A. SHRIKUMAR gathers facts and trivia behind the Christmas tree tradition

The congested East Avani Moola Street is awash with the colours of Christmas. A fresh tinge of artificial greenery has overtaken the stretch as plastic Christmas trees have sprung up on the platforms on either side. While the paper-made stars hang dreamily from shop roofs, glittering bells, shiny balls, ribbons and festoons cramp the spaces inside. Kathirvel Kannan is busy with the festival sales. He takes out an 18-feet Christmas tree for a customer from inside his narrow storeroom behind the shop. “People usually buy such big ones for the churches,” he says, between counting the money. “We get orders from across the State and sell thousands of trees every year. Last year, we packed 10 such huge trees to Santhome Church in Chennai. It was donated by a devotee in Madurai,” he beams.

Started as an accounts book shop, Kathirvel’s store is 60 years old and one of the oldest shops selling Christmas gifts and decorations in the town. “We were mainly into papers and notebooks. Later we branched into paper art works,” he recalls. “There was a time when we made our own Christmas trees and sold them for Rs.500 or 600 depending on the size.” The tree that Kathirvel sold was made by tying thin bamboo sticks and iron rods together which formed the frame of the tree – the trunk and branches. Glossy green paper was wrapped and rolled over the frame and thin strips of the paper were cut and stuck to the tree to resemble leaves. “It looked shabby and flimsy compared to the current ones. Yet those were novelties at that time,” reminiscences Kathirvel.

Until two decades back, the readymade Christmas tree was largely unknown to Madurai Christians except for a few rich households that managed to pack the trees from relatives or friends living abroad. Jovil Rajesh, an engineer, says, “Our first artificial Christmas tree was bought from the US through a friend there. Before that, we used to cut branches of a living Christmas tree and decorate it at home.” Many say that the Christmas tree used in Madurai was not a pine or fir, but a native variety of tree called ‘Savukku maram’. “Almost every big compound had that tree and during Christmas, those trees would vanish suddenly, as people would be cutting them for decorations. It’s not a coniferous tree but as the fall of the foliage resembled the Christmas tree, people used it for the festival,” says Soosai, a businessman. Branches of the Savukku tree were made to stand in a pot filled with mud and the lights and other hangings were tied to the leaves. “It involved lot of work and the branch dried off in three days.”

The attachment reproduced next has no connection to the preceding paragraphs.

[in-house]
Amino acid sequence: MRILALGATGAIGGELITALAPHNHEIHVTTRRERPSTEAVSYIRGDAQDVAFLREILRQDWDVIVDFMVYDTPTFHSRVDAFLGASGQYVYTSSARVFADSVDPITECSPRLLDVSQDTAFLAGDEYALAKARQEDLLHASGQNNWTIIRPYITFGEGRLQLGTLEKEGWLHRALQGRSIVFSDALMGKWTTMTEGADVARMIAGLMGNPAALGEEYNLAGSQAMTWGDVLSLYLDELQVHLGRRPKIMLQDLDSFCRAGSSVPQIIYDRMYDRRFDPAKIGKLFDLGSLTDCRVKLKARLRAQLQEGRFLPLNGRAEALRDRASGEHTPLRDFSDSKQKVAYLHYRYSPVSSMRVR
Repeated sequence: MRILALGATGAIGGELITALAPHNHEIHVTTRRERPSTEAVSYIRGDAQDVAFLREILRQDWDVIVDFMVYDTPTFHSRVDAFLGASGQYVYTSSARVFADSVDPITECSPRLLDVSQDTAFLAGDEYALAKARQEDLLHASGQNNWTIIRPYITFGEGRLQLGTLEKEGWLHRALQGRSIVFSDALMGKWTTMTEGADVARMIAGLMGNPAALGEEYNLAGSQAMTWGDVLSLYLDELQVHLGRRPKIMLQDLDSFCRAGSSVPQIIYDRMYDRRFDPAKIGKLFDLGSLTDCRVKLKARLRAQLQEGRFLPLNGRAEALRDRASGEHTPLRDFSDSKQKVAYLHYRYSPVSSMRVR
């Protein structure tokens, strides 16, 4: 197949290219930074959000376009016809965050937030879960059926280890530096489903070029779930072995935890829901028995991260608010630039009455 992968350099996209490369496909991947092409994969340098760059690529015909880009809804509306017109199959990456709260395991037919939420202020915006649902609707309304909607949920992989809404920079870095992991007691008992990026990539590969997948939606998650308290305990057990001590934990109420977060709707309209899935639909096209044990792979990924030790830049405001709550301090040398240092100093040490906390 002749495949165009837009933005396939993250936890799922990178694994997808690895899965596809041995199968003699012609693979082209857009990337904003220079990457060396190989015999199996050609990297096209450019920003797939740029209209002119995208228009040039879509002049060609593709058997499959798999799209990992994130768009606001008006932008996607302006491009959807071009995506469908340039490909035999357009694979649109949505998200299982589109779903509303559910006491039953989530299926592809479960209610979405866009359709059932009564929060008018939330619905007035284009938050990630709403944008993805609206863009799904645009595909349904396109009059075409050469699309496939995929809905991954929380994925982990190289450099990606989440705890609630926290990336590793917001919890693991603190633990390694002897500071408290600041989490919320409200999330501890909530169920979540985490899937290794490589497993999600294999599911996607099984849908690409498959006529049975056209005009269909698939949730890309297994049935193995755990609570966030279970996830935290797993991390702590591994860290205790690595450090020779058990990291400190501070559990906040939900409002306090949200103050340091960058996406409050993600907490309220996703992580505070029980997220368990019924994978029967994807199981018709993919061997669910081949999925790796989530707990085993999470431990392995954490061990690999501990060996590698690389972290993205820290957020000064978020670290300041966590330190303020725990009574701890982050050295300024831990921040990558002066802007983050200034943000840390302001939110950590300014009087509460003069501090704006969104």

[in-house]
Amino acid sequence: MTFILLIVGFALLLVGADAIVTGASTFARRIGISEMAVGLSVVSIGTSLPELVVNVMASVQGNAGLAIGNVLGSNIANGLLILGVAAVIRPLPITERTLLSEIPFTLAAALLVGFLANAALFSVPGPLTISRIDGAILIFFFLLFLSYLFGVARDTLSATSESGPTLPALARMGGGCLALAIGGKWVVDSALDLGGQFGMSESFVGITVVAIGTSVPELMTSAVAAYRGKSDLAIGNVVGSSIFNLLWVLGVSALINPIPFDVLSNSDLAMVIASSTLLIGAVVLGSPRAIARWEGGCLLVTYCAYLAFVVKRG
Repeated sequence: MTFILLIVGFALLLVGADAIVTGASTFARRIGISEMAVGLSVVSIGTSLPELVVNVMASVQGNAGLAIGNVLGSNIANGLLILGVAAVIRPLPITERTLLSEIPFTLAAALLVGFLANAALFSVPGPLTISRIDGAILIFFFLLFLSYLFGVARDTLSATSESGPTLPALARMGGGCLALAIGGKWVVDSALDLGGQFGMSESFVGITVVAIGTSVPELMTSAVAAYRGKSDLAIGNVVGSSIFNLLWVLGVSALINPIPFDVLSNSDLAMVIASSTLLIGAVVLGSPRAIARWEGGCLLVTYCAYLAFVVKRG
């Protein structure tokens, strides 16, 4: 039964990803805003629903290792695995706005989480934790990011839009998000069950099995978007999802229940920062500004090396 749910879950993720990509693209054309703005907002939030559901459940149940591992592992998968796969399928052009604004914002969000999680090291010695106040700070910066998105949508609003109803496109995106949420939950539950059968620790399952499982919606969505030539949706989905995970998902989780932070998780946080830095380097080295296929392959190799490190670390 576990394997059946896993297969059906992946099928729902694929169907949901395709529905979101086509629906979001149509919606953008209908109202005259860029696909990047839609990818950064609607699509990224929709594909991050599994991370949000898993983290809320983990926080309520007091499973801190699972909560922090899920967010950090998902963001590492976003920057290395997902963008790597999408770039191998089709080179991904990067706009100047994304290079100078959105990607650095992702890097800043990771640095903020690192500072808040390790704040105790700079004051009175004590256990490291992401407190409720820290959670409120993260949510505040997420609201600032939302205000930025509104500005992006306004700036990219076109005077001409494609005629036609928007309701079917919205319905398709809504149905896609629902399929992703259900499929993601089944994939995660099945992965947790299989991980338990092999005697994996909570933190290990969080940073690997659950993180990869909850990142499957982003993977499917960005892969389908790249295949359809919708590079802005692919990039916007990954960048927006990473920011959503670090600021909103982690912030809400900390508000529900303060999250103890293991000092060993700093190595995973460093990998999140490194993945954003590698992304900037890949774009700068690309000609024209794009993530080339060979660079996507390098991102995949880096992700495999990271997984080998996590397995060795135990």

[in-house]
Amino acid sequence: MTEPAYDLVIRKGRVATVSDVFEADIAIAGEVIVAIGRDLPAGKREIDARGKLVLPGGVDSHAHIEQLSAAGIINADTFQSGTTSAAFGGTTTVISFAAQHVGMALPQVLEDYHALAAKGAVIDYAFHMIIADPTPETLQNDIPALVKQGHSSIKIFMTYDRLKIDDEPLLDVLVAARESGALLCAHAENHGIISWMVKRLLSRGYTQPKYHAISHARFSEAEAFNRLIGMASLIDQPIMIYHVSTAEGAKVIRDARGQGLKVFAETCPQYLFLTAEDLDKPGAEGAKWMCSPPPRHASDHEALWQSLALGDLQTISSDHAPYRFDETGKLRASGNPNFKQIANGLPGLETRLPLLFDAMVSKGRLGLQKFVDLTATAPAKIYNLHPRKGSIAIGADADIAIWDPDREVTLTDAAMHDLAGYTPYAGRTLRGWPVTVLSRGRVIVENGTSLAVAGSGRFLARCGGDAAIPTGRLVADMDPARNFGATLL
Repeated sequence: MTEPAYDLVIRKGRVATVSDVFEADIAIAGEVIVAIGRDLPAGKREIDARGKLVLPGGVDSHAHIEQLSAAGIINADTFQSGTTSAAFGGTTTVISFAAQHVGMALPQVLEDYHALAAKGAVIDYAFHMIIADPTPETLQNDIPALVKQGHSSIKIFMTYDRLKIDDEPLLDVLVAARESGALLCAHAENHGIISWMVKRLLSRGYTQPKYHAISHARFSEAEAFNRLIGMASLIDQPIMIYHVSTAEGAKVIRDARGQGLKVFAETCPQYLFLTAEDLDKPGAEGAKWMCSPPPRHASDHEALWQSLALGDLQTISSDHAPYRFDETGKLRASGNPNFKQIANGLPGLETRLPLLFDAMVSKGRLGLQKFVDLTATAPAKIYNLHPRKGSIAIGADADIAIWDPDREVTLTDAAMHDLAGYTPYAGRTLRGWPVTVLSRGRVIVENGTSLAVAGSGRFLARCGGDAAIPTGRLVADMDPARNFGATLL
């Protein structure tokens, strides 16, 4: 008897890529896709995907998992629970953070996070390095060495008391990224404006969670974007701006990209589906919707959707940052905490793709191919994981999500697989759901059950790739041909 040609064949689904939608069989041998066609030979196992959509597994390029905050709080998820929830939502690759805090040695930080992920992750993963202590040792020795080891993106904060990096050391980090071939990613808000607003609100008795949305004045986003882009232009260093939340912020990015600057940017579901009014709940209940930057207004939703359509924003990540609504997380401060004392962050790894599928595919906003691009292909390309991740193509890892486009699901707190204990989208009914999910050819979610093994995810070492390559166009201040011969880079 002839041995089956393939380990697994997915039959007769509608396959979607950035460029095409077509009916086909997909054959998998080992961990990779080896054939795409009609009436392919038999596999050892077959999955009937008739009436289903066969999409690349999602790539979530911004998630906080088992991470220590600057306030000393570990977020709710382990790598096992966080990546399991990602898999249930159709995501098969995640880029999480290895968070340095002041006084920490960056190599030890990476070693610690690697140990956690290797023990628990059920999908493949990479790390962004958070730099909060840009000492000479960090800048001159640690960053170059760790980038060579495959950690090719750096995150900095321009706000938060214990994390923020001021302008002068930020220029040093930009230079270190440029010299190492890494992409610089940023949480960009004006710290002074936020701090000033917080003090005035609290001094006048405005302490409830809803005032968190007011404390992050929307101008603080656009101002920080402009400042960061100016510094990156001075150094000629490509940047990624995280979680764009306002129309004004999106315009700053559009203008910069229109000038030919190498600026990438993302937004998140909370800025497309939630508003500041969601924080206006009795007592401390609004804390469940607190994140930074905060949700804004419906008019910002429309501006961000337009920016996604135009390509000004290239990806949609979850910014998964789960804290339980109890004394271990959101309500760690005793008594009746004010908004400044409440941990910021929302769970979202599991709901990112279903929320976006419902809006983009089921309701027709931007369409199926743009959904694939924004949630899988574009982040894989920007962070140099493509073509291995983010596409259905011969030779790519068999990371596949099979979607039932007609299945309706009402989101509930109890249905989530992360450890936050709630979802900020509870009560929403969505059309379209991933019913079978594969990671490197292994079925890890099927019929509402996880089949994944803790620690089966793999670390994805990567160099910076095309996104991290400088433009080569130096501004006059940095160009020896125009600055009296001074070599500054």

“People wanted to keep the Christmas tree decoration for over a month starting from December until New Year. And we cashed in on this need,” says Malliga at Vinayaga Gifts and Novelties. “Nowadays, the market is flooded with trees from China and Taiwan.” The China-made Christmas tree comes in three varieties – pine, optic and plastic. The sizes range from one foot costing Rs. 150 to 18 feet for Rs. 25,000. “There’s a new variety of white Christmas trees from Taiwan, this year. It’s fast moving as it resembles a snow-covered tree,” says Kathirvel.

Trees made with optic fibre are the latest as they emit light and some of them also play music. Pine Christmas trees come with thin needle like leaves made of plastic bristles and another variety has thicker leaves made of plastic coated paper. “These trees last longer and the customer has to buy a new tree only after a few years. They are also foldable for easy storage. Even a 12-feet tree can be disbanded and fit into a box,” says V.J. Jain of Sha Kevalchand Sonaji Shop that has been selling Christmas decorations for the past 25 years. “Christmas trees are not made in India. The China trees are cheaper and are easier to procure.” Most shops buy these trees from wholesale markets in Chennai, Mumbai and Kolkata, while few get it directly from China.

At a time when artificial trees have taken over Christmas decorations at homes and churches, The Gateway Hotel at Pasumalai, has come up with the idea of a live Christmas tree. A 70-feet tall Ashoka tree which is said to be more than 50-years old is decorated as a Christmas tree. “This will easily be the tallest Christmas tree decoration in the city,” claims Sumant Khanna, Sales Manager. “Since the pine and fir variety of trees doesn’t grow well in Madurai weather, we converted the Ashoka tree into a Christmas tree.”

Many Christians say that the Christmas tree has no significance in bible or in Christianity, while a few others deem that it was introduced to symbolize life and growth. “It’s done for decoration purpose and especially for kids. There’s no meaning behind the Christmas tree,” says Betty, a software engineer. However, the tree has come to be an integral part of Christmas celebrations.